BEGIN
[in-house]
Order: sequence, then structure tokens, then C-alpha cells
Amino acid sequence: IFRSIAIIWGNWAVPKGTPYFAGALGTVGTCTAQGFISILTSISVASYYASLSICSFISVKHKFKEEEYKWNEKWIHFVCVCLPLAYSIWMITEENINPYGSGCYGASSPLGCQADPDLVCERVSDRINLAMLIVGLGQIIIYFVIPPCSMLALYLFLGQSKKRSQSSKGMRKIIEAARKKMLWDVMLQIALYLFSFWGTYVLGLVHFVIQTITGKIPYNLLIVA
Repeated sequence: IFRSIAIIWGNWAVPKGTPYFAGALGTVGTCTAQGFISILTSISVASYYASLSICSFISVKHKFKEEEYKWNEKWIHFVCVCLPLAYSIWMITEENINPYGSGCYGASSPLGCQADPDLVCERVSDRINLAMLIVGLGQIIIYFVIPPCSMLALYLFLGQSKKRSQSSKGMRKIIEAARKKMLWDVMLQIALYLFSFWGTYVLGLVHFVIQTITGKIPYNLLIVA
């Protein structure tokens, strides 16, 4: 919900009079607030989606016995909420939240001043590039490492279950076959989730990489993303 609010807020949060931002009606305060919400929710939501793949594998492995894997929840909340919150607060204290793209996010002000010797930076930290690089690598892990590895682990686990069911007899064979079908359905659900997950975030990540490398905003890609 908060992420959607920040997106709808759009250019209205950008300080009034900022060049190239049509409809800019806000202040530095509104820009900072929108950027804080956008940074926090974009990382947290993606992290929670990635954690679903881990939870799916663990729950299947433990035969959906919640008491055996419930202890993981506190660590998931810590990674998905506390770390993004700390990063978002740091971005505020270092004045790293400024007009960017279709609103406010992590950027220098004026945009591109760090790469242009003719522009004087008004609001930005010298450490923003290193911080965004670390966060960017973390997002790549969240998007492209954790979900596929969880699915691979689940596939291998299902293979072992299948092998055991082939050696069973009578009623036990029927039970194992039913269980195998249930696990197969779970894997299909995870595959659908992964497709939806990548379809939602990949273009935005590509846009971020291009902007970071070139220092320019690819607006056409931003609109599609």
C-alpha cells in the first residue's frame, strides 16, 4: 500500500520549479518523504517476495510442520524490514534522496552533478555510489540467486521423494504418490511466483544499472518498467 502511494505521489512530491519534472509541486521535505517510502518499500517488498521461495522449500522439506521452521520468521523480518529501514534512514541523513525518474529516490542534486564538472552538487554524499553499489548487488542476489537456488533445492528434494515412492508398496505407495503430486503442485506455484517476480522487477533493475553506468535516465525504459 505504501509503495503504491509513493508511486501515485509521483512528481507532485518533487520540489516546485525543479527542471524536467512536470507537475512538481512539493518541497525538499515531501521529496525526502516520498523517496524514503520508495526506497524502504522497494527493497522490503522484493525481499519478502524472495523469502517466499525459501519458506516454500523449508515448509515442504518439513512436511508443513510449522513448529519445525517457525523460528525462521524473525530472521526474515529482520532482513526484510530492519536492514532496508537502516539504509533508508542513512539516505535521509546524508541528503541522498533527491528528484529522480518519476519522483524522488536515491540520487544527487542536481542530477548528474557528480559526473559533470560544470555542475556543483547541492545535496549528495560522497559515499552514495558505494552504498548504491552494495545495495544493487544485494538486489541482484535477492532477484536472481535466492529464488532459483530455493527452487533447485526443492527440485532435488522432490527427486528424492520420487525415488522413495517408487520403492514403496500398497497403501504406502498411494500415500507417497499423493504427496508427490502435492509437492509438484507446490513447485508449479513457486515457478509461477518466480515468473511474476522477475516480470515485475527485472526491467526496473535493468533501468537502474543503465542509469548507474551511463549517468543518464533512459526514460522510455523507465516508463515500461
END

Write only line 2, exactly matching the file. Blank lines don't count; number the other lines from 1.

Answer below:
Order: sequence, then structure tokens, then C-alpha cells